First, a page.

by B.B. Pelletier

Part 1
Part 2

First, some news about Blogger that’s affecting all of us. Blogger must have made a software change recently that has screwed up our postings. They now take a very long time to show up on the website, and so do your comments. Several of you have had comments refused by Blogger.

We have contacted Google and are working to correct this problem. Please be patient and know that we are aware of what’s going on.

I tried to correct the velocity for 7 pumps with the modified gun in Part 2, but Blogger kept reporting the incorrect version of the report. The correct velocity was 563, not 663.

In this third report I will tie up the loose ends of this report on the modified Benjamin 392 and do a test for accuracy.

What about the velocity?
Loose ends first. I contacted the inventor, Bob Moss, and he tells me that he tested all the guns before modification. The .22s were doing 580 with a 14.3 grain Crosman Premiers, and the .177s were doing 660 out of the box with Crosman Premier 7.9-grain pellets. The advertised speed in .177 is 800 f.p.s. I don’t have a .177 to test, but I did test my .22 with lighter pellets. Here are the results:

11.3-grain .22-caliber Skenco synthetic pellet

8 pumps………638 f.p.s.
9 pumps………670 f.p.s.
10 pumps…….682 f.p.s.

That demonstrates that the rifle can do the advertised 675 f.p.s., though not with the recommended number of pumps. I did fire the rifle following the 10 pumps and there was no air left in it, so I have a rifle that works with 10 pumps. I’m pumping this gun 10 times because I’m testing it. Neither Crosman nor Bob Moss recommends going over 8 pumps.

What happens to the warranty?
The Crosman warranty goes away with the modification, so Bob Moss gives you a written one-year money-back guaranty with your bill of sale. As I mentioned in the last report, the inside of the gun hasn’t been touched, so if it lasts longer than a year, it should be repairable by any repair station down the road. In other words, except for the easy pumping, the gun remains unchanged from a stock gun.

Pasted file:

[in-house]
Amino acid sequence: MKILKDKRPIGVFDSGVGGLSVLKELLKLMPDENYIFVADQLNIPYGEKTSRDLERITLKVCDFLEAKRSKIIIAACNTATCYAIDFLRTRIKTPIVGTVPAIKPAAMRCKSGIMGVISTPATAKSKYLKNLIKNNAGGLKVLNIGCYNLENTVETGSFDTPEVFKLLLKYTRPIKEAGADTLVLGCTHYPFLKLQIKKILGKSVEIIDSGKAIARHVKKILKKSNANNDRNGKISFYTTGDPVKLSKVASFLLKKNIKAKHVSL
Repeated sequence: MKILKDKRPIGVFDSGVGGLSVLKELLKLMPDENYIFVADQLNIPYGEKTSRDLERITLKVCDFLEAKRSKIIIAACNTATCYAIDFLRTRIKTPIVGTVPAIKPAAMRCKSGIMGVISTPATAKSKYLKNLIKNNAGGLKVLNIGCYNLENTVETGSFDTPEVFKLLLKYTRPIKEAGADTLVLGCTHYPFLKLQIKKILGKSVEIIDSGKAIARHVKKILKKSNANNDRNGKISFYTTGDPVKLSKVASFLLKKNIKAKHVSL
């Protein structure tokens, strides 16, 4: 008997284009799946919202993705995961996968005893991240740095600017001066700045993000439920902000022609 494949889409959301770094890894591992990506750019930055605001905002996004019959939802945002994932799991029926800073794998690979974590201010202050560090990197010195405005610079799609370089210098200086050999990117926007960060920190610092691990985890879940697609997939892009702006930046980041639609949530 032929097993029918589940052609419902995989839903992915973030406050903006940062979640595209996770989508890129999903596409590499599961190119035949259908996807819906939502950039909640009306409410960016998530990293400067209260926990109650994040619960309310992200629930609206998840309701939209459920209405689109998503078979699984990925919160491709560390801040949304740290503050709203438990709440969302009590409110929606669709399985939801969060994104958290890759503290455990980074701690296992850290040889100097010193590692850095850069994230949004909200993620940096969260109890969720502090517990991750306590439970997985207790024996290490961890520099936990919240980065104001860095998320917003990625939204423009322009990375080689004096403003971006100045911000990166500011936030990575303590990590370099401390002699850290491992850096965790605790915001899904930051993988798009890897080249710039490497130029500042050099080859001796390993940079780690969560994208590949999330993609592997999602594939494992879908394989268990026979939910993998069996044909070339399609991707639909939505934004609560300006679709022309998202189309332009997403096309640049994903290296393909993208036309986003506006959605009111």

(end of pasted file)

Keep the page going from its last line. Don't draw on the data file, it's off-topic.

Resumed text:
How much?
Bob sells this gun for $265, plus shipping. His modification ends up costing around $125 more than the base rifle. Of course, when you buy from him you get a brand-new rifle that he has modified. He is really giving a lot of value for the price. If you look at the work he has to do to mount his modification – disassembly, silver-soldering the anchor patch, reassembly, testing and refinishing the gun, plus the cost of the parts, he isn’t getting rich! On the consumer’s side, though, this is a $265 Benjamin 392. You really have to want the lighter pumping effort for it to make sense.

And accuracy?
My 392 has it in spades! It’s as good as my 1978-vintage Sheridan Blue Streak, which is very pleasing to me. I used the open sights that, once adjusted, hit right above the aim point at 10 meters.

 

Any time this 60-year-old man can shoot a 5-shot group like this by sighting through open sights and his bifocals, the rifle is accurate. JSB Exact 15.8-grain pellets on 6 pumps.
Turtle asked me whether or not the new 392 will replace my Blue Streak as a “go-to” airgun. That’s hard to say, because my wife has a 50 percent share in the decision. But now that I know where the rifle is sighted, I’ll probably use it from time to time.

Where do you buy it?
Pyramyd Air doesn’t offer this modification yet. To get one, you need to go directly to the manufacturer. Bob’s website is http://airchanics.com/. Follow the instructions found there.

I may do a follow-up on this rifle down the road, just to let you know how it holds up. If I seem to forget to do that, one of you should remind me.